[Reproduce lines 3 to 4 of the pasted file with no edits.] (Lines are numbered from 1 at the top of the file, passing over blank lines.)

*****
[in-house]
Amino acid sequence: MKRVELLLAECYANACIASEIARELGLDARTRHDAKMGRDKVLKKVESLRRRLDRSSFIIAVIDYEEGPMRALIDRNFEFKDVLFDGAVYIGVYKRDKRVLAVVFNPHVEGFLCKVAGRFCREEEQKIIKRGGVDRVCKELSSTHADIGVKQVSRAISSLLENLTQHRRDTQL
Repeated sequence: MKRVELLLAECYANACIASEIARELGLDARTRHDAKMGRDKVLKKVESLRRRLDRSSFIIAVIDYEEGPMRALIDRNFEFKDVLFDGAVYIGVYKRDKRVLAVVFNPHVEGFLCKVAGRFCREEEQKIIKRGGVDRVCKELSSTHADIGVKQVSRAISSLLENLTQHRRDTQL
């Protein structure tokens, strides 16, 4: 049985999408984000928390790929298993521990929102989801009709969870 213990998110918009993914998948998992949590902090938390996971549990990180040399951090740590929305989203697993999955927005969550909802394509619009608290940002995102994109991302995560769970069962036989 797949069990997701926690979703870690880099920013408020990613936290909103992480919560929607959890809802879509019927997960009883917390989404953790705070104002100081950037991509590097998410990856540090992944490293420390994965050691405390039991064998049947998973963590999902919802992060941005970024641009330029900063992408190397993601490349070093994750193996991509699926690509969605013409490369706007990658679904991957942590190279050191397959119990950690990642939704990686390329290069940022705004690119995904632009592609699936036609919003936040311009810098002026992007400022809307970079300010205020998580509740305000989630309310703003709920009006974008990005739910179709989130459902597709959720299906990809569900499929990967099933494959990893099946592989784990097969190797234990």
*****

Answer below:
Repeated sequence: MKRVELLLAECYANACIASEIARELGLDARTRHDAKMGRDKVLKKVESLRRRLDRSSFIIAVIDYEEGPMRALIDRNFEFKDVLFDGAVYIGVYKRDKRVLAVVFNPHVEGFLCKVAGRFCREEEQKIIKRGGVDRVCKELSSTHADIGVKQVSRAISSLLENLTQHRRDTQL
């Protein structure tokens, strides 16, 4: 049985999408984000928390790929298993521990929102989801009709969870 213990998110918009993914998948998992949590902090938390996971549990990180040399951090740590929305989203697993999955927005969550909802394509619009608290940002995102994109991302995560769970069962036989 797949069990997701926690979703870690880099920013408020990613936290909103992480919560929607959890809802879509019927997960009883917390989404953790705070104002100081950037991509590097998410990856540090992944490293420390994965050691405390039991064998049947998973963590999902919802992060941005970024641009330029900063992408190397993601490349070093994750193996991509699926690509969605013409490369706007990658679904991957942590190279050191397959119990950690990642939704990686390329290069940022705004690119995904632009592609699936036609919003936040311009810098002026992007400022809307970079300010205020998580509740305000989630309310703003709920009006974008990005739910179709989130459902597709959720299906990809569900499929990967099933494959990893099946592989784990097969190797234990």